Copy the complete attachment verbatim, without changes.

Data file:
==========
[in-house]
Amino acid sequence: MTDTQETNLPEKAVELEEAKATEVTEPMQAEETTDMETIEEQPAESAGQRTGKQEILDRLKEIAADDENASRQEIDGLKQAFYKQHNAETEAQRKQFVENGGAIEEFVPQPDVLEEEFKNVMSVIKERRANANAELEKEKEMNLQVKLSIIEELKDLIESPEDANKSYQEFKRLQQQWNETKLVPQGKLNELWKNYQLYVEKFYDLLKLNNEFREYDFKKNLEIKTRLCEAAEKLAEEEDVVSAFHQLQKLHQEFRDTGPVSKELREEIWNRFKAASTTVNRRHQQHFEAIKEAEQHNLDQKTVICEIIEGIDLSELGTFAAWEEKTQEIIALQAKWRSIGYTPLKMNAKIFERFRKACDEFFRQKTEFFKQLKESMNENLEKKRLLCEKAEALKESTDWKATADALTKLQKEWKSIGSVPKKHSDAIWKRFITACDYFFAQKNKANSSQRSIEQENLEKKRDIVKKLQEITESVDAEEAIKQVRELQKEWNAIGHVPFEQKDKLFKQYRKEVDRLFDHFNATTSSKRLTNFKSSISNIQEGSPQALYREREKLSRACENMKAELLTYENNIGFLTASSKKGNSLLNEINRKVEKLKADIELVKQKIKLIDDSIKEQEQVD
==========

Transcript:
[in-house]
Amino acid sequence: MTDTQETNLPEKAVELEEAKATEVTEPMQAEETTDMETIEEQPAESAGQRTGKQEILDRLKEIAADDENASRQEIDGLKQAFYKQHNAETEAQRKQFVENGGAIEEFVPQPDVLEEEFKNVMSVIKERRANANAELEKEKEMNLQVKLSIIEELKDLIESPEDANKSYQEFKRLQQQWNETKLVPQGKLNELWKNYQLYVEKFYDLLKLNNEFREYDFKKNLEIKTRLCEAAEKLAEEEDVVSAFHQLQKLHQEFRDTGPVSKELREEIWNRFKAASTTVNRRHQQHFEAIKEAEQHNLDQKTVICEIIEGIDLSELGTFAAWEEKTQEIIALQAKWRSIGYTPLKMNAKIFERFRKACDEFFRQKTEFFKQLKESMNENLEKKRLLCEKAEALKESTDWKATADALTKLQKEWKSIGSVPKKHSDAIWKRFITACDYFFAQKNKANSSQRSIEQENLEKKRDIVKKLQEITESVDAEEAIKQVRELQKEWNAIGHVPFEQKDKLFKQYRKEVDRLFDHFNATTSSKRLTNFKSSISNIQEGSPQALYREREKLSRACENMKAELLTYENNIGFLTASSKKGNSLLNEINRKVEKLKADIELVKQKIKLIDDSIKEQEQVD